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Integrating uniform design and response surface methodology to optimize thiacloprid suspension

View Article: PubMed Central - PubMed

ABSTRACT

A model 25% suspension concentrate (SC) of thiacloprid was adopted to evaluate an integrative approach of uniform design and response surface methodology. Tersperse2700, PE1601, xanthan gum and veegum were the four experimental factors, and the aqueous separation ratio and viscosity were the two dependent variables. Linear and quadratic polynomial models of stepwise regression and partial least squares were adopted to test the fit of the experimental data. Verification tests revealed satisfactory agreement between the experimental and predicted data. The measured values for the aqueous separation ratio and viscosity were 3.45% and 278.8 mPa·s, respectively, and the relative errors of the predicted values were 9.57% and 2.65%, respectively (prepared under the proposed conditions). Comprehensive benefits could also be obtained by appropriately adjusting the amount of certain adjuvants based on practical requirements. Integrating uniform design and response surface methodology is an effective strategy for optimizing SC formulas.

No MeSH data available.


Response surface plots for viscosity.
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f4: Response surface plots for viscosity.

Mentions: To visualize these relationships further, response surfaces were also plotted to reveal the influence of the tested factors on viscosity. As stated above, three variables were maintained at median levels while the other variable ranged from the lowest level to the highest level to investigate the respective influence of the four factors. As illustrated in Fig. 4a, the viscosity decreased dramatically with increasing amounts of X1. However, significant increases in viscosity were observed with an increase in X2, X3 or X4 (Fig. 4b,c and d). The interactions between X2 and X3, X2 and X4, and X3 and X4 were significant and are displayed in Fig. 4. The viscosity increased significantly with the amount of X2 regardless of the amount of X3 added, as shown in Fig. 4e. When X2 was maintained at the lowest level, the viscosity varied little with variations in the amount of X3. However, when X2 was added at the highest level, an increase of approximately 30 mPa s in viscosity was observed with increasing amounts of X3 (Fig. 4e). As depicted in Fig. 4f, viscosity increased significantly with the levels of X2 and X4 when X1 and X3 were maintained at median levels. In terms of the interaction between X3 and X4, viscosity varied slightly with the amount of X3 but increased dramatically with X4 regardless of the X3 level (Fig. 4g).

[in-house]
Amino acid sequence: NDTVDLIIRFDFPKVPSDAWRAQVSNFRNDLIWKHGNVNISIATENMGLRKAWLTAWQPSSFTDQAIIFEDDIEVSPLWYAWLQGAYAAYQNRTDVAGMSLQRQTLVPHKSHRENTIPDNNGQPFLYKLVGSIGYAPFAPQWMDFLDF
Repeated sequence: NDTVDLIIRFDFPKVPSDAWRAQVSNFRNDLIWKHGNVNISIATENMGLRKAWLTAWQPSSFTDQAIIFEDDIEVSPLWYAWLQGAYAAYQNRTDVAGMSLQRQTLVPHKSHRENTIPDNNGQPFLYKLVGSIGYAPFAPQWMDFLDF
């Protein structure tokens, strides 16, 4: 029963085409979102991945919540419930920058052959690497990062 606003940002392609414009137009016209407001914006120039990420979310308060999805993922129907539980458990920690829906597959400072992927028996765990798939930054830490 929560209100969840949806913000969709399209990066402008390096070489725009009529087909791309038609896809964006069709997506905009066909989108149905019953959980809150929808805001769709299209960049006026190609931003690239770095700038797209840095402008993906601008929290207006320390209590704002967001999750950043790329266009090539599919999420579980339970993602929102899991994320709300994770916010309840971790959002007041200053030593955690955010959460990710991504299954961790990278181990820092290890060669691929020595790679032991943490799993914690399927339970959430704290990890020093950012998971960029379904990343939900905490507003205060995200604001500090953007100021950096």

Integrating uniform design and response surface methodology to optimize thiacloprid suspension
Response surface plots for viscosity.
© Copyright Policy - open-access
Related In: Results  -  Collection

License
Show All Figures
getmorefigures.php?uid=PMC5382544&req=5

f4: Response surface plots for viscosity.
Mentions: To visualize these relationships further, response surfaces were also plotted to reveal the influence of the tested factors on viscosity. As stated above, three variables were maintained at median levels while the other variable ranged from the lowest level to the highest level to investigate the respective influence of the four factors. As illustrated in Fig. 4a, the viscosity decreased dramatically with increasing amounts of X1. However, significant increases in viscosity were observed with an increase in X2, X3 or X4 (Fig. 4b,c and d). The interactions between X2 and X3, X2 and X4, and X3 and X4 were significant and are displayed in Fig. 4. The viscosity increased significantly with the amount of X2 regardless of the amount of X3 added, as shown in Fig. 4e. When X2 was maintained at the lowest level, the viscosity varied little with variations in the amount of X3. However, when X2 was added at the highest level, an increase of approximately 30 mPa s in viscosity was observed with increasing amounts of X3 (Fig. 4e). As depicted in Fig. 4f, viscosity increased significantly with the levels of X2 and X4 when X1 and X3 were maintained at median levels. In terms of the interaction between X3 and X4, viscosity varied slightly with the amount of X3 but increased dramatically with X4 regardless of the X3 level (Fig. 4g).

View Article: PubMed Central - PubMed

ABSTRACT

A model 25% suspension concentrate (SC) of thiacloprid was adopted to evaluate an integrative approach of uniform design and response surface methodology. Tersperse2700, PE1601, xanthan gum and veegum were the four experimental factors, and the aqueous separation ratio and viscosity were the two dependent variables. Linear and quadratic polynomial models of stepwise regression and partial least squares were adopted to test the fit of the experimental data. Verification tests revealed satisfactory agreement between the experimental and predicted data. The measured values for the aqueous separation ratio and viscosity were 3.45% and 278.8 mPa·s, respectively, and the relative errors of the predicted values were 9.57% and 2.65%, respectively (prepared under the proposed conditions). Comprehensive benefits could also be obtained by appropriately adjusting the amount of certain adjuvants based on practical requirements. Integrating uniform design and response surface methodology is an effective strategy for optimizing SC formulas.

No MeSH data available.